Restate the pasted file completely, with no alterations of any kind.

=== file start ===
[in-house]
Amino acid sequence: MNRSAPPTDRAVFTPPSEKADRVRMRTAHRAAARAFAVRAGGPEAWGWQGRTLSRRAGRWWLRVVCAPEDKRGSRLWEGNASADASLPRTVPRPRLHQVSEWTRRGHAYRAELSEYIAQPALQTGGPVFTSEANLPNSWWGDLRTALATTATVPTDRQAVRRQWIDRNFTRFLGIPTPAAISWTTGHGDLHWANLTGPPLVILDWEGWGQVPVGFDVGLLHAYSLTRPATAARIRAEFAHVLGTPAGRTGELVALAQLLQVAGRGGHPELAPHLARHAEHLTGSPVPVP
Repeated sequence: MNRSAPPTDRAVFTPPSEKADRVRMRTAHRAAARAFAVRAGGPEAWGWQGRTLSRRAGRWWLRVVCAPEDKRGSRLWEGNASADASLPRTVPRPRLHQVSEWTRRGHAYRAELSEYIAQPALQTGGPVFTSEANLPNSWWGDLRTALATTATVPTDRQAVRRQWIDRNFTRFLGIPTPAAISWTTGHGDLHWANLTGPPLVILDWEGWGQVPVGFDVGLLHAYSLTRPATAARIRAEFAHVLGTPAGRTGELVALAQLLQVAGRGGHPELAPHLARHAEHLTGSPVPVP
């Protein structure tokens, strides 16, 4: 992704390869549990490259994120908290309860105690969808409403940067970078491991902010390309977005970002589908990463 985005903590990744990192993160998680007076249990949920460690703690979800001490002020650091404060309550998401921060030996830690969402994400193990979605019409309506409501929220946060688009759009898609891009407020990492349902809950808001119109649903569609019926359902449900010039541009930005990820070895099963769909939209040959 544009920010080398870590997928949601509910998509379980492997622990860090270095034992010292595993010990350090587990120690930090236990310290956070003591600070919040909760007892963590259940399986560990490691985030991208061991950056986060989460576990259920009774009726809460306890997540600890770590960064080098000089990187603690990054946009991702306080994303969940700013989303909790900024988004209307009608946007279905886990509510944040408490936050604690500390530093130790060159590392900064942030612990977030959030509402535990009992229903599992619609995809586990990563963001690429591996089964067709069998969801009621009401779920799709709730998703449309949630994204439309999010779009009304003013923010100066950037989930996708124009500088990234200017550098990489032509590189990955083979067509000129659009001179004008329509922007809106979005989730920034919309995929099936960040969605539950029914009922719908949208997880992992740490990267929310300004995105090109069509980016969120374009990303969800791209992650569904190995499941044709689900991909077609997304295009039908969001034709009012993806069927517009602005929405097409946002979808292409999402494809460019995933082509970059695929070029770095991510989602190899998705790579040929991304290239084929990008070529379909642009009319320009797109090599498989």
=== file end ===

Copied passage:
[in-house]
Amino acid sequence: MNRSAPPTDRAVFTPPSEKADRVRMRTAHRAAARAFAVRAGGPEAWGWQGRTLSRRAGRWWLRVVCAPEDKRGSRLWEGNASADASLPRTVPRPRLHQVSEWTRRGHAYRAELSEYIAQPALQTGGPVFTSEANLPNSWWGDLRTALATTATVPTDRQAVRRQWIDRNFTRFLGIPTPAAISWTTGHGDLHWANLTGPPLVILDWEGWGQVPVGFDVGLLHAYSLTRPATAARIRAEFAHVLGTPAGRTGELVALAQLLQVAGRGGHPELAPHLARHAEHLTGSPVPVP
Repeated sequence: MNRSAPPTDRAVFTPPSEKADRVRMRTAHRAAARAFAVRAGGPEAWGWQGRTLSRRAGRWWLRVVCAPEDKRGSRLWEGNASADASLPRTVPRPRLHQVSEWTRRGHAYRAELSEYIAQPALQTGGPVFTSEANLPNSWWGDLRTALATTATVPTDRQAVRRQWIDRNFTRFLGIPTPAAISWTTGHGDLHWANLTGPPLVILDWEGWGQVPVGFDVGLLHAYSLTRPATAARIRAEFAHVLGTPAGRTGELVALAQLLQVAGRGGHPELAPHLARHAEHLTGSPVPVP
């Protein structure tokens, strides 16, 4: 992704390869549990490259994120908290309860105690969808409403940067970078491991902010390309977005970002589908990463 985005903590990744990192993160998680007076249990949920460690703690979800001490002020650091404060309550998401921060030996830690969402994400193990979605019409309506409501929220946060688009759009898609891009407020990492349902809950808001119109649903569609019926359902449900010039541009930005990820070895099963769909939209040959 544009920010080398870590997928949601509910998509379980492997622990860090270095034992010292595993010990350090587990120690930090236990310290956070003591600070919040909760007892963590259940399986560990490691985030991208061991950056986060989460576990259920009774009726809460306890997540600890770590960064080098000089990187603690990054946009991702306080994303969940700013989303909790900024988004209307009608946007279905886990509510944040408490936050604690500390530093130790060159590392900064942030612990977030959030509402535990009992229903599992619609995809586990990563963001690429591996089964067709069998969801009621009401779920799709709730998703449309949630994204439309999010779009009304003013923010100066950037989930996708124009500088990234200017550098990489032509590189990955083979067509000129659009001179004008329509922007809106979005989730920034919309995929099936960040969605539950029914009922719908949208997880992992740490990267929310300004995105090109069509980016969120374009990303969800791209992650569904190995499941044709689900991909077609997304295009039908969001034709009012993806069927517009602005929405097409946002979808292409999402494809460019995933082509970059695929070029770095991510989602190899998705790579040929991304290239084929990008070529379909642009009319320009797109090599498989």